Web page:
IT-Led Process Reengineering: How Sloan Valve Reengineered Its New Product Development Process
Firms are faced with intense competition and rapidly changing customer preferences. To deal with this, they are forced to innovate and introduce new products and services at an increasing pace. Over the past two decades, organizations have developed their own product development (NPD) processes and the associated IT support systems, based on traditional approaches to timelines, design reviews and multiple levels of decision-making hierarchies. The approach commonly used is the six-sigma approach. This is a data-driven approach and methodology for eliminating defects from a process. Sloan Valve has strong cross-functional interdependencies. Continuous improvement methodologies are ineffective for addressing cross-functional, end-to-end NPD processes. Sloan set aggressive improvement goals and reached them with a radical change approach. They set out to dramatically improve the time-to market of new products and were able to reduce it from 18-24 months down to 12 months.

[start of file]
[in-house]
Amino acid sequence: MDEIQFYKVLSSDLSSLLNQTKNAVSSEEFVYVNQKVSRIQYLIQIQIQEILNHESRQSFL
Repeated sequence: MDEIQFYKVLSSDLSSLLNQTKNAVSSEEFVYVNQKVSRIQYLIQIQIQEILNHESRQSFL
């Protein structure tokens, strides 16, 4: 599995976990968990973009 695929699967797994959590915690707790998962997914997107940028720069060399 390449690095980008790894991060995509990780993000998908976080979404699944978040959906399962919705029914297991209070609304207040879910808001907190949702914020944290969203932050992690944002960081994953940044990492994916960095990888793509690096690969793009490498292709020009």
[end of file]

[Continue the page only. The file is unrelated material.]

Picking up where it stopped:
Sloan found a less complex way to get the NPD processes completed, and they were able to restructure the governance from involving 16 functional units to a dual strategic and process-level governance structure. Sloan had accountability issues. No single department could be held accountable for any problems encountered. But after redesign, it had a well-established process ownership.
Sloan Valve Company believed that investing in an ERP system would solve some of its communication problems stemming from the 16 functional units. Because of the focus on integration, enterprise systems are useful tools for an organization seeking to centralize operations and decision-making. No return was realized from this investment. Top management decided to hire a CIO who would be responsible for technology vision and leadership for designing, developing, implementing and managing IT initiatives for...